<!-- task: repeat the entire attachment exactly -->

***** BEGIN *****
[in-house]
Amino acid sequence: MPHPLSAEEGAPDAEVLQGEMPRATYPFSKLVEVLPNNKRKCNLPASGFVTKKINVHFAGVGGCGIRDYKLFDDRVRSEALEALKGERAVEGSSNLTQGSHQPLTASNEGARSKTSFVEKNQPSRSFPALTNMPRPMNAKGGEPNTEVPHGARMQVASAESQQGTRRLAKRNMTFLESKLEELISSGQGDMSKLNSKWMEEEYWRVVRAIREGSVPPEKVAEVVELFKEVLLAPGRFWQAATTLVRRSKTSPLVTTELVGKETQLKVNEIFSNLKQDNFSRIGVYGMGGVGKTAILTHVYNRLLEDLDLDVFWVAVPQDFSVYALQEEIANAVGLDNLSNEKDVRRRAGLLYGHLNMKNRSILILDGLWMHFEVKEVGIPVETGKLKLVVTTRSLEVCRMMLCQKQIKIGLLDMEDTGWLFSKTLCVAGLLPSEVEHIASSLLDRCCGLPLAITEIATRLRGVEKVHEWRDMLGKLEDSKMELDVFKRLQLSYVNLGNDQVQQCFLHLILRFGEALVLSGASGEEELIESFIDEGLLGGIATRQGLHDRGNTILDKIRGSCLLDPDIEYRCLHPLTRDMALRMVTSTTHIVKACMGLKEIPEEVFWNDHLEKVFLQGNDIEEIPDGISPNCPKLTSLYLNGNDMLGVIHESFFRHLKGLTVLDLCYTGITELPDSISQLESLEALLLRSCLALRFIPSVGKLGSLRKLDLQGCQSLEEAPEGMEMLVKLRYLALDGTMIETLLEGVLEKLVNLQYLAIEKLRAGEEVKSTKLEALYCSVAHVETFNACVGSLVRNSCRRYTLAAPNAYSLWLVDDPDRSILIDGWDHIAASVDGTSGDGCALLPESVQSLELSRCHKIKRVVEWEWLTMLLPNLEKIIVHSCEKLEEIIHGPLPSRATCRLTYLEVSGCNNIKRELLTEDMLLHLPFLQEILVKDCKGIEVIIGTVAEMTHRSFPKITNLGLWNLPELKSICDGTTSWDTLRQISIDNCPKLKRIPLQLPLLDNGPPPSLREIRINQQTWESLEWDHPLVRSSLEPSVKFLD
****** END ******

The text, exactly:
[in-house]
Amino acid sequence: MPHPLSAEEGAPDAEVLQGEMPRATYPFSKLVEVLPNNKRKCNLPASGFVTKKINVHFAGVGGCGIRDYKLFDDRVRSEALEALKGERAVEGSSNLTQGSHQPLTASNEGARSKTSFVEKNQPSRSFPALTNMPRPMNAKGGEPNTEVPHGARMQVASAESQQGTRRLAKRNMTFLESKLEELISSGQGDMSKLNSKWMEEEYWRVVRAIREGSVPPEKVAEVVELFKEVLLAPGRFWQAATTLVRRSKTSPLVTTELVGKETQLKVNEIFSNLKQDNFSRIGVYGMGGVGKTAILTHVYNRLLEDLDLDVFWVAVPQDFSVYALQEEIANAVGLDNLSNEKDVRRRAGLLYGHLNMKNRSILILDGLWMHFEVKEVGIPVETGKLKLVVTTRSLEVCRMMLCQKQIKIGLLDMEDTGWLFSKTLCVAGLLPSEVEHIASSLLDRCCGLPLAITEIATRLRGVEKVHEWRDMLGKLEDSKMELDVFKRLQLSYVNLGNDQVQQCFLHLILRFGEALVLSGASGEEELIESFIDEGLLGGIATRQGLHDRGNTILDKIRGSCLLDPDIEYRCLHPLTRDMALRMVTSTTHIVKACMGLKEIPEEVFWNDHLEKVFLQGNDIEEIPDGISPNCPKLTSLYLNGNDMLGVIHESFFRHLKGLTVLDLCYTGITELPDSISQLESLEALLLRSCLALRFIPSVGKLGSLRKLDLQGCQSLEEAPEGMEMLVKLRYLALDGTMIETLLEGVLEKLVNLQYLAIEKLRAGEEVKSTKLEALYCSVAHVETFNACVGSLVRNSCRRYTLAAPNAYSLWLVDDPDRSILIDGWDHIAASVDGTSGDGCALLPESVQSLELSRCHKIKRVVEWEWLTMLLPNLEKIIVHSCEKLEEIIHGPLPSRATCRLTYLEVSGCNNIKRELLTEDMLLHLPFLQEILVKDCKGIEVIIGTVAEMTHRSFPKITNLGLWNLPELKSICDGTTSWDTLRQISIDNCPKLKRIPLQLPLLDNGPPPSLREIRINQQTWESLEWDHPLVRSSLEPSVKFLD